This weekend, I had the honor of giving the commencement address at the university where I received my bachelor’s degree, William Woods University. This is the text of my remarks:

I take great comfort about today knowing two things:

1) If you are looking down at your smartphones the whole time, I can pretend you are so inspired that you are live tweeting, and

2) You won’t remember who spoke at your commencement anyway.

I threw it out there on social media, as I do sometimes for ideas, and one person told me to simply tell my story. Then he reminded me of something I had posted days before. In a nutshell, this is my story. I am calling it “Breakfast,” because essentially, that is where you are today. I will explain.

I have a son with Down syndrome through the miracle of adoption, and he is the belly laugh of our family. …

I have five amazing children. I am the most disgustingly sappy mama you ever knew. But Sam is special, because somehow, through his Down syndrome, he manages to teach us the most. And somehow, though nonverbal, he manages to say the most to me. And somehow, though he doesn’t get to do a lot of things we might think are important in life, his life is the fullest. And he seems to know that best of all.

I am not a perfect mom. I am one of those moms who burns it at both ends, and when someone tells me to slow down, I yell for them to bring me more wax. Dr. Hertzog (my own favorite professor who was sitting in the audience) says it’s my caloric personality. I say it’s the way God made me.

Anyway, one morning, in my haste, I forgot to make Samuel breakfast and didn’t even notice he was awake before all the other children. He made himself a bowl of grits with honey. We live right on the sand of the Pacific Ocean, and I found him eating on the front balcony in the sunshine, smiling, with his kitty beside him to keep him company.

I had no idea he could make breakfast all by himself!

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I smashed a banana in it for him and made him a glass of coconut milk, hugged him and told him how he amazes me every day with how smart, capable and resourceful he is! His smile got even bigger!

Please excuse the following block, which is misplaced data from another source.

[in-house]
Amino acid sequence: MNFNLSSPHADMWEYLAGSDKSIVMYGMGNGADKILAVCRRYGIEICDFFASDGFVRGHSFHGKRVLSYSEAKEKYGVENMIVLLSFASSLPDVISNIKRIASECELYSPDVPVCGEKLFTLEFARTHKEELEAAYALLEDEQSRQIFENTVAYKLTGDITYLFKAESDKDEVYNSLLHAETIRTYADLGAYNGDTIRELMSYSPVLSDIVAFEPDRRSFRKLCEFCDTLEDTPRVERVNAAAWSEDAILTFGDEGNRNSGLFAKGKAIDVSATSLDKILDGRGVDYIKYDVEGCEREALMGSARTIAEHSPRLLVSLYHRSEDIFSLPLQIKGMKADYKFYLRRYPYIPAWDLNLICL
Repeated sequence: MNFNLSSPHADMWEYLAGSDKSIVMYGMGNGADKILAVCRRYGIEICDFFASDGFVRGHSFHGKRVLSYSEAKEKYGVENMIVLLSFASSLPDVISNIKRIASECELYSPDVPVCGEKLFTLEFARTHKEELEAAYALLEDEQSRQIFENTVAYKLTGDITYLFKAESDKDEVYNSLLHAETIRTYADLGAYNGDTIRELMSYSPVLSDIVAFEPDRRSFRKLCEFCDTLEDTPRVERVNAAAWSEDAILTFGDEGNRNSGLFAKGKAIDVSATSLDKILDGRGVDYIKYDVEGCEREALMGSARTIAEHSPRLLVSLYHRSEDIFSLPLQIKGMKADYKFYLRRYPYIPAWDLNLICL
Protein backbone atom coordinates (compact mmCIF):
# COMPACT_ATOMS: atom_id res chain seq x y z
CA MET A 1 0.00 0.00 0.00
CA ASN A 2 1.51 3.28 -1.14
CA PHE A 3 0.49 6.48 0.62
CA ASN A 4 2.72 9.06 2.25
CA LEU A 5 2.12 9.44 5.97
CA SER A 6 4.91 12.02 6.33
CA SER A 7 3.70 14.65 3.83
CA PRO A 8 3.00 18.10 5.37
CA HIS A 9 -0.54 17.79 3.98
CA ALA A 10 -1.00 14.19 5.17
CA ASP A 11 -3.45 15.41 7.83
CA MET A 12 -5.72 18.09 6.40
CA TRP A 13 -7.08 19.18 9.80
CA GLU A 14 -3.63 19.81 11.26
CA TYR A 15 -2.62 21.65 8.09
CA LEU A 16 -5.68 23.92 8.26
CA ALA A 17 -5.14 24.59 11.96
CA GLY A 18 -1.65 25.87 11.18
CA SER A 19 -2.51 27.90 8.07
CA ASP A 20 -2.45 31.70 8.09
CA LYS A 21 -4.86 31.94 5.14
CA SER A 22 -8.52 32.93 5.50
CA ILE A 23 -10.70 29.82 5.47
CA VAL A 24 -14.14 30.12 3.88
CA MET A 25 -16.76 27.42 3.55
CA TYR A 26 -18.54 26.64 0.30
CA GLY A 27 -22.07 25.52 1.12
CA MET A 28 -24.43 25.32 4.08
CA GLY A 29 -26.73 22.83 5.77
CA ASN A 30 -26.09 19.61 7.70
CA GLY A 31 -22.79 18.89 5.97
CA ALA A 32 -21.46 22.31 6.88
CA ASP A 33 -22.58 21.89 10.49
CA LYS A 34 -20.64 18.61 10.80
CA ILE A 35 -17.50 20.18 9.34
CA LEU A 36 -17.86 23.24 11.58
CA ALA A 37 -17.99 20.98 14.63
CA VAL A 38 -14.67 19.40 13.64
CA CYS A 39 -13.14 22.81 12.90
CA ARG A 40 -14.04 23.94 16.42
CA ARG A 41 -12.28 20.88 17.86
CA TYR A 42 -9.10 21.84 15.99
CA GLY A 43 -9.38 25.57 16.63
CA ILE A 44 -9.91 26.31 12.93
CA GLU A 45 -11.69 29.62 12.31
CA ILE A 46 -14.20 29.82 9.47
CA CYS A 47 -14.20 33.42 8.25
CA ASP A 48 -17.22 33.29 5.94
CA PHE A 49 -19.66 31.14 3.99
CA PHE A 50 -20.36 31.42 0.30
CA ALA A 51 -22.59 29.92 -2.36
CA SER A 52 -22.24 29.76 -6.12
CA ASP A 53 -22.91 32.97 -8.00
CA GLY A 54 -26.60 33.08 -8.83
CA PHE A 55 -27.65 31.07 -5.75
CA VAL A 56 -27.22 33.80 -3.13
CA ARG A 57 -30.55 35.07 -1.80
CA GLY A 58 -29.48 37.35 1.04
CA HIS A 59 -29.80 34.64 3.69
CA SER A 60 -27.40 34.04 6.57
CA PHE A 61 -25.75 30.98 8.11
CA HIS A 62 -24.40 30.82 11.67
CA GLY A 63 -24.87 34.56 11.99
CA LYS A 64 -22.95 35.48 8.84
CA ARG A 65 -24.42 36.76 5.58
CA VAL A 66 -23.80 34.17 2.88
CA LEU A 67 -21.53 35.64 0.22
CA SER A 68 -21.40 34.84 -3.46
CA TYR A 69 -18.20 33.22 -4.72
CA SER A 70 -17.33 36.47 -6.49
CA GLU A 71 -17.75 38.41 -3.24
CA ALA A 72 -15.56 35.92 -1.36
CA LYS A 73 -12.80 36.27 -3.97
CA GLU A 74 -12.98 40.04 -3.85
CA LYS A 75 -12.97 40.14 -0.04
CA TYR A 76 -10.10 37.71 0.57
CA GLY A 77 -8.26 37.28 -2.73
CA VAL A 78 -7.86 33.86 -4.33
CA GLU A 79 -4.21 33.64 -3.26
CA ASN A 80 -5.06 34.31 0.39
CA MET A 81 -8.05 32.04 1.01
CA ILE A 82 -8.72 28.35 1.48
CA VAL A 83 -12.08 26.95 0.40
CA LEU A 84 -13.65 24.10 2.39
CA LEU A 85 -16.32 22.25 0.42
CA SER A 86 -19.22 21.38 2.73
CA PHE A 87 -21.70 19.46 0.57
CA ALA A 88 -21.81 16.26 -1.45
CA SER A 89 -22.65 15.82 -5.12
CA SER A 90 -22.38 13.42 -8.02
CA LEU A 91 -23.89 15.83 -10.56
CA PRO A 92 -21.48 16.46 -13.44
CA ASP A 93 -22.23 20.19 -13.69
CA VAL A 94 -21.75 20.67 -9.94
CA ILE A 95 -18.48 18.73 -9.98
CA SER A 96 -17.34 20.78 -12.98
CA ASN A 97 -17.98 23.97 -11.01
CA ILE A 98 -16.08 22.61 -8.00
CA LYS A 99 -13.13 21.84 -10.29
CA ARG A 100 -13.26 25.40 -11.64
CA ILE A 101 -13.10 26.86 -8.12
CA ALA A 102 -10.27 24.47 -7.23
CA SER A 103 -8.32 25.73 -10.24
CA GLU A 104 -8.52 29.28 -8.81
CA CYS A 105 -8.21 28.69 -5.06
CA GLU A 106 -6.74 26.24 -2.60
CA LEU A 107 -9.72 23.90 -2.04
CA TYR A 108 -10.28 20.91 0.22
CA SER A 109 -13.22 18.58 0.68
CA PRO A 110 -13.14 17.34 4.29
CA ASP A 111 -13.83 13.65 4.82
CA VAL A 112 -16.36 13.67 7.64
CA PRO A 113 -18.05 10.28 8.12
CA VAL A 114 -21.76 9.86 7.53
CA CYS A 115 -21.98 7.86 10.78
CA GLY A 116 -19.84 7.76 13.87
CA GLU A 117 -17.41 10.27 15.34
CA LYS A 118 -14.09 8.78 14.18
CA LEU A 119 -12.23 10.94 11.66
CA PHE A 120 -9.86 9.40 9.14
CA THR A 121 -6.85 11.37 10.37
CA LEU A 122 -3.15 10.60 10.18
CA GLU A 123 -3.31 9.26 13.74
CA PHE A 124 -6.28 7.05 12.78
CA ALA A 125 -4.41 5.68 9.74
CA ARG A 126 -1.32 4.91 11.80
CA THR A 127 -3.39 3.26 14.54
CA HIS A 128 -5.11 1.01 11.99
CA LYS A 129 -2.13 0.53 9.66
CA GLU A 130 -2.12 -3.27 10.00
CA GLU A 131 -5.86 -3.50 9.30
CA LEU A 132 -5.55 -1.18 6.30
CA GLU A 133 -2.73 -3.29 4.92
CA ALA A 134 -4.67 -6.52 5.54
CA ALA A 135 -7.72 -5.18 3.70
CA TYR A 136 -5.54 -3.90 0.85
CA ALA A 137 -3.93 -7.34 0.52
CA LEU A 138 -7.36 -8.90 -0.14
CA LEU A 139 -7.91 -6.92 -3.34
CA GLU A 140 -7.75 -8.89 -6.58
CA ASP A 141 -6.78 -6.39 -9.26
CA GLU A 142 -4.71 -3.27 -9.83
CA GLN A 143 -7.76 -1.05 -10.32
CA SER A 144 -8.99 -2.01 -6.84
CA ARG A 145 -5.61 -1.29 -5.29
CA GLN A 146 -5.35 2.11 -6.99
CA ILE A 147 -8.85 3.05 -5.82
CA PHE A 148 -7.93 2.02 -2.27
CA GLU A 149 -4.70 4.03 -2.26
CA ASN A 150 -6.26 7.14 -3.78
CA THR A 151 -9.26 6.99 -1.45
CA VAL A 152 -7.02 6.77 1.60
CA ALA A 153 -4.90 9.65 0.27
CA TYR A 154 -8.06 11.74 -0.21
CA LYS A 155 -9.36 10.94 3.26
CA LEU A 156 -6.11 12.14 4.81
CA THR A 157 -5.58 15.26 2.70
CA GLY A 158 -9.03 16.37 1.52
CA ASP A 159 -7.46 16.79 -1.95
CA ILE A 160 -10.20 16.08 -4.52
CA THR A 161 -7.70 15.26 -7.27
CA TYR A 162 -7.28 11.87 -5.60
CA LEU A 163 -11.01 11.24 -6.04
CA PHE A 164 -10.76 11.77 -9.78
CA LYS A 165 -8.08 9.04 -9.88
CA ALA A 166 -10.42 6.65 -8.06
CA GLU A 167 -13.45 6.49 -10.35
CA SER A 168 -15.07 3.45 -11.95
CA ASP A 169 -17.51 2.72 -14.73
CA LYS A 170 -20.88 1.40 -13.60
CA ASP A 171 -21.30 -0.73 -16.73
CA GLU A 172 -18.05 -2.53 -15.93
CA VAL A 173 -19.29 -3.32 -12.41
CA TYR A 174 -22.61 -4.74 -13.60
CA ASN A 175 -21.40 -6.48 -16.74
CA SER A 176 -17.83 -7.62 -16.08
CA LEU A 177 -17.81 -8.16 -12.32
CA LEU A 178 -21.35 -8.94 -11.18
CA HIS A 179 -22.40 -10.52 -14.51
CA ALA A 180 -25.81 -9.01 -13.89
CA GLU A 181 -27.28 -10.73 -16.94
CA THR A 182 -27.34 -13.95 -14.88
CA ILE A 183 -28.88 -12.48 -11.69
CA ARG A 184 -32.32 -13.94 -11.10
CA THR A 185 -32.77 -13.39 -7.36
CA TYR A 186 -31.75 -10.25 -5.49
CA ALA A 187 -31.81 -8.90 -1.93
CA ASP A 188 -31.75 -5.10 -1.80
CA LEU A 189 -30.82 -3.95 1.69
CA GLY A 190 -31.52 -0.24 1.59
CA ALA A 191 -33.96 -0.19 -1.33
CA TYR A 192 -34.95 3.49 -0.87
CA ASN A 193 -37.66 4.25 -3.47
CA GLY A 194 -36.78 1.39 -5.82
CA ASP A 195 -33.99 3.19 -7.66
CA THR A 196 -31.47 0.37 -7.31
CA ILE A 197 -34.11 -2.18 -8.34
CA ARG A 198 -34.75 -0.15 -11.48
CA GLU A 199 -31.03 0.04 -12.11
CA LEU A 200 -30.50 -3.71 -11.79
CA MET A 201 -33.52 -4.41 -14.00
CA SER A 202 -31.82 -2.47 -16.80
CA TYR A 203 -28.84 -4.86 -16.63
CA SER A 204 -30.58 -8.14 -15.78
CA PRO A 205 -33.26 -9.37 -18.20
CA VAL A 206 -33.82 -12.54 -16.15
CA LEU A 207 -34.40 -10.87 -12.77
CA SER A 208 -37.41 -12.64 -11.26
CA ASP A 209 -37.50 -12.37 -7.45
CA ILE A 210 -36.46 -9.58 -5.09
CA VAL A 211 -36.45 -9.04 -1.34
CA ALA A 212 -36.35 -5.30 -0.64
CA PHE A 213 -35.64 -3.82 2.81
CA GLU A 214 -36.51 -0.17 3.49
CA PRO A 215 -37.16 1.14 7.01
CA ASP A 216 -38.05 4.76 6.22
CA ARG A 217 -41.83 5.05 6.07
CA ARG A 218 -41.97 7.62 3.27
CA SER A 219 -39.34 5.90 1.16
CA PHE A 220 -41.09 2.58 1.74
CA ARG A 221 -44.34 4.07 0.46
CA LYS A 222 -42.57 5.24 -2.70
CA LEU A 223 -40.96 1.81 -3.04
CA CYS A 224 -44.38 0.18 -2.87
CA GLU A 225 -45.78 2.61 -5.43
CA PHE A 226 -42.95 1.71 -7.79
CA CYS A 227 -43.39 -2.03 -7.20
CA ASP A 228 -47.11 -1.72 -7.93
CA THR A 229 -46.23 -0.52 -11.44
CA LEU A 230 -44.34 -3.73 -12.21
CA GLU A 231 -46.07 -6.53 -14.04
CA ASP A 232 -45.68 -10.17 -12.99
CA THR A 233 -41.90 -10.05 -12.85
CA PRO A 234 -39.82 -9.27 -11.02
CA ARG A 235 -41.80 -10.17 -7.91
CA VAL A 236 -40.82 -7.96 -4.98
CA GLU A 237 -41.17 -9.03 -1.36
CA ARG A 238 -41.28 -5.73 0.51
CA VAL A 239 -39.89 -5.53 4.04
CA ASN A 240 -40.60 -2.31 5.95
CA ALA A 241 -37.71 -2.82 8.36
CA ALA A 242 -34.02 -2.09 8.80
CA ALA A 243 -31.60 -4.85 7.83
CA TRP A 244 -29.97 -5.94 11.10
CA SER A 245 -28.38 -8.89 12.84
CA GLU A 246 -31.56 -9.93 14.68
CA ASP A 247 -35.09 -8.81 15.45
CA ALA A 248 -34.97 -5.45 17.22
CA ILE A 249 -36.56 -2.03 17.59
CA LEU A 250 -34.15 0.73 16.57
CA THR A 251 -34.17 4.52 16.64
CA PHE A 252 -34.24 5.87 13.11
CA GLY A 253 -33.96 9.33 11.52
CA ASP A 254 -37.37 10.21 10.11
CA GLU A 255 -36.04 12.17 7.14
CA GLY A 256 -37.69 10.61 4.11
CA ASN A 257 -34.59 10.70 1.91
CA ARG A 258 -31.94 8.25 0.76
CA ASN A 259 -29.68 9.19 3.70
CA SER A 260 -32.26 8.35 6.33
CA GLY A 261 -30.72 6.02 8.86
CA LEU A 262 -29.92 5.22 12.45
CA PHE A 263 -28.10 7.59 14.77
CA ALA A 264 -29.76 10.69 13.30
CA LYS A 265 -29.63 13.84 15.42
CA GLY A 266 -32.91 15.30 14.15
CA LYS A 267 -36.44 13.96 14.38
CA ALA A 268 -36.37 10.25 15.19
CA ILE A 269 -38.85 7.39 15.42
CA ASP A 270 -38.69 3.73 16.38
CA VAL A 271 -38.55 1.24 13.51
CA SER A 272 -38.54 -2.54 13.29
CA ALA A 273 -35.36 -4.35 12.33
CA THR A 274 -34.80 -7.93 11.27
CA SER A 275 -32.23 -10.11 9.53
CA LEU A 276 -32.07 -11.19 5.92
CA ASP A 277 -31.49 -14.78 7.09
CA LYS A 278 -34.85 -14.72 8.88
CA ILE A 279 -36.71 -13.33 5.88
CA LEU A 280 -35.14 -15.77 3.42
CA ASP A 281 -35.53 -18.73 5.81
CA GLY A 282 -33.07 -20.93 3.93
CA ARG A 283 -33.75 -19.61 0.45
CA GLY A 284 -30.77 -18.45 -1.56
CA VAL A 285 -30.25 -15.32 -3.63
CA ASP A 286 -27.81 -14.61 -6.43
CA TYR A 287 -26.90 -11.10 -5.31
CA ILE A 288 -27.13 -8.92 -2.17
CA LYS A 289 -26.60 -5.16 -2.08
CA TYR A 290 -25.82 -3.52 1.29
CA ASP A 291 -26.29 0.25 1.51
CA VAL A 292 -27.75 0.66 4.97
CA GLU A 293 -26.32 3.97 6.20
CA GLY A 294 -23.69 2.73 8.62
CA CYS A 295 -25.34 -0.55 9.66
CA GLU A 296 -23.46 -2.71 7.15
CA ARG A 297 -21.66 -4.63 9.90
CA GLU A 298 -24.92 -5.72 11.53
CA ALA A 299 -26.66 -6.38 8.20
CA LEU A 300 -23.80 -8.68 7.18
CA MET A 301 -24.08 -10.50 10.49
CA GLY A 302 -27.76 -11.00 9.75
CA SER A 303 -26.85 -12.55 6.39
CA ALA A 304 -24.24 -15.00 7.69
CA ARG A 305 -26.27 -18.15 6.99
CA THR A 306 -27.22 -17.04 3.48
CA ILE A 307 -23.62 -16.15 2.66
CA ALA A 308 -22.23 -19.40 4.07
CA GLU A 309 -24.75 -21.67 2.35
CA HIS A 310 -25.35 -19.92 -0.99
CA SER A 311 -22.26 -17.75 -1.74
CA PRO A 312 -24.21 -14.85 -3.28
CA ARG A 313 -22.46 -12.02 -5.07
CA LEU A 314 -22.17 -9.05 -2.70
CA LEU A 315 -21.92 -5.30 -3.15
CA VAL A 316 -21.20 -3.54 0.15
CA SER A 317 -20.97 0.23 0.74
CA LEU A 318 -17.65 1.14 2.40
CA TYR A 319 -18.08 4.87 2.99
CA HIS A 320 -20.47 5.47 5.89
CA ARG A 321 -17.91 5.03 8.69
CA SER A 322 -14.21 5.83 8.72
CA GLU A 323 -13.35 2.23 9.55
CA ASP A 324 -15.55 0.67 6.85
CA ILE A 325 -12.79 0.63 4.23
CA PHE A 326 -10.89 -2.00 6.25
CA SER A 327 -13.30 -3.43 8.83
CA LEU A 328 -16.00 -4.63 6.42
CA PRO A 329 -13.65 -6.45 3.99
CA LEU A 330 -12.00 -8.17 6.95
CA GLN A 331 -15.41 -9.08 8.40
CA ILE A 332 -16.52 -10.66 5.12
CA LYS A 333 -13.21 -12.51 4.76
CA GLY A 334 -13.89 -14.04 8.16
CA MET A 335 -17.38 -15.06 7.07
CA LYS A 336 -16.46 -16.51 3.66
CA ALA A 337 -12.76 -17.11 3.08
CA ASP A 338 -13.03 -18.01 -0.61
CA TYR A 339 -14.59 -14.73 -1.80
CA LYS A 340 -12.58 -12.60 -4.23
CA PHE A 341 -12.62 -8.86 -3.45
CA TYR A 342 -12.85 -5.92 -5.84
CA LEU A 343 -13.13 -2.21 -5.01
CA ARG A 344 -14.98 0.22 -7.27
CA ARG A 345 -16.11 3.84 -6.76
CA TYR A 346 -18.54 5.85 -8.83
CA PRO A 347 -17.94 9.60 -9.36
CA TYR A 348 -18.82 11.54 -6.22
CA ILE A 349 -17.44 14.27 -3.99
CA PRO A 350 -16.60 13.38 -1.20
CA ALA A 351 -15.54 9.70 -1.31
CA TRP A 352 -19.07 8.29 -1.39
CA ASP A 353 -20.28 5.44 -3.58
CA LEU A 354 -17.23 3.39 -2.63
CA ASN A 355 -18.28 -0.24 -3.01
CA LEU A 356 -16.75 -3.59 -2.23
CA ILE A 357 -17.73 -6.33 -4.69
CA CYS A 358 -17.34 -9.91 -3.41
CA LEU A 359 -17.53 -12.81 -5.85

This is the baby they said I was adopting to sign a death certificate. This is the boy they said should have been aborted.

What an amazing boy! What an amazing God! He could make breakfast!

I posted the picture of his little breakfast with the kitty by the sea that he made all by himself that morning on social media. I believe we live to tell stories, and that is also how we learn.

But I can certifiably tell you that I wasn’t as wise as Samuel when I was his age, and I couldn’t have done what he did that morning. I might have been able to make the grits, but I wouldn’t have had the wisdom to eat it in the sunshine, with the view and a feline friend. I wouldn’t have had the patience. I didn’t understand how important those moments in the new light of the day were.

I came to William Woods University looking for my life.

Like Samuel that day, one day as a brand new freshman, I got up and went to breakfast, and I was on my way to my first hour psych class when a white cargo van pulled up full of frat boys and told me to get in and go give blood.

Ladies, don’t do that.

But, since I was yet to receive my education from William Woods University, I was dumb as a box of rocks, apparently, and I hopped in the cargo van – with no windows. And I didn’t turn up dead in a field by the grace of God, and I met my husband that day at a frat boy blood drive.

It was there, in the St. Mary Aldermanbury where we met, and four years later were married. That was one week after I sat exactly where you are, exactly 25 years ago this month. We chopped on the Berlin Wall alongside Reagan on our honeymoon, and I joined him on the steps when he dedicated the sculpture made of the wall by Churchill’s granddaughter, Edwina Sandys. Freedom, risk and adventure has been the theme of our lives and our marriage. This month we celebrate our 25th anniversary. It is no mistake that I am here with you today.

And so here I am. And here we are. And what can I possibly say to prepare you for this voyage into the abyss? Because you know that’s what it is, don’t you?

I had the honor of coming to campus late last year and talking about my co-written, bestselling book, “What Women Really Want.” I know you’re thinking that had to have been an encyclopedia, not just a book. You’re right.